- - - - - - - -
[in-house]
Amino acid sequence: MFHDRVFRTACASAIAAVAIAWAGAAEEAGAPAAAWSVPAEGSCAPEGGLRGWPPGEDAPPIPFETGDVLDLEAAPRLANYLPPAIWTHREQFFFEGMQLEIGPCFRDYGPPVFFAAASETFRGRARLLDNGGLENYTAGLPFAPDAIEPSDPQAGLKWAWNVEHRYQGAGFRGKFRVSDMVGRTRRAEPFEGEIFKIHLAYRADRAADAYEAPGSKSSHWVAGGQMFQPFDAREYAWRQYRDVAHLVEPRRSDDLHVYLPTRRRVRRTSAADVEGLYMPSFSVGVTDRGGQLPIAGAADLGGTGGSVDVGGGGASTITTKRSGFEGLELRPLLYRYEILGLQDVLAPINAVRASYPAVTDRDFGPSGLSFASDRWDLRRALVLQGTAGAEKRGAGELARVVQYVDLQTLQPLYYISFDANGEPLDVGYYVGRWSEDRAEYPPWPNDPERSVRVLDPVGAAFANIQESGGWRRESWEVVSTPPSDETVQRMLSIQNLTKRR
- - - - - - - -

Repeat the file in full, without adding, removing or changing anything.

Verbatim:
[in-house]
Amino acid sequence: MFHDRVFRTACASAIAAVAIAWAGAAEEAGAPAAAWSVPAEGSCAPEGGLRGWPPGEDAPPIPFETGDVLDLEAAPRLANYLPPAIWTHREQFFFEGMQLEIGPCFRDYGPPVFFAAASETFRGRARLLDNGGLENYTAGLPFAPDAIEPSDPQAGLKWAWNVEHRYQGAGFRGKFRVSDMVGRTRRAEPFEGEIFKIHLAYRADRAADAYEAPGSKSSHWVAGGQMFQPFDAREYAWRQYRDVAHLVEPRRSDDLHVYLPTRRRVRRTSAADVEGLYMPSFSVGVTDRGGQLPIAGAADLGGTGGSVDVGGGGASTITTKRSGFEGLELRPLLYRYEILGLQDVLAPINAVRASYPAVTDRDFGPSGLSFASDRWDLRRALVLQGTAGAEKRGAGELARVVQYVDLQTLQPLYYISFDANGEPLDVGYYVGRWSEDRAEYPPWPNDPERSVRVLDPVGAAFANIQESGGWRRESWEVVSTPPSDETVQRMLSIQNLTKRR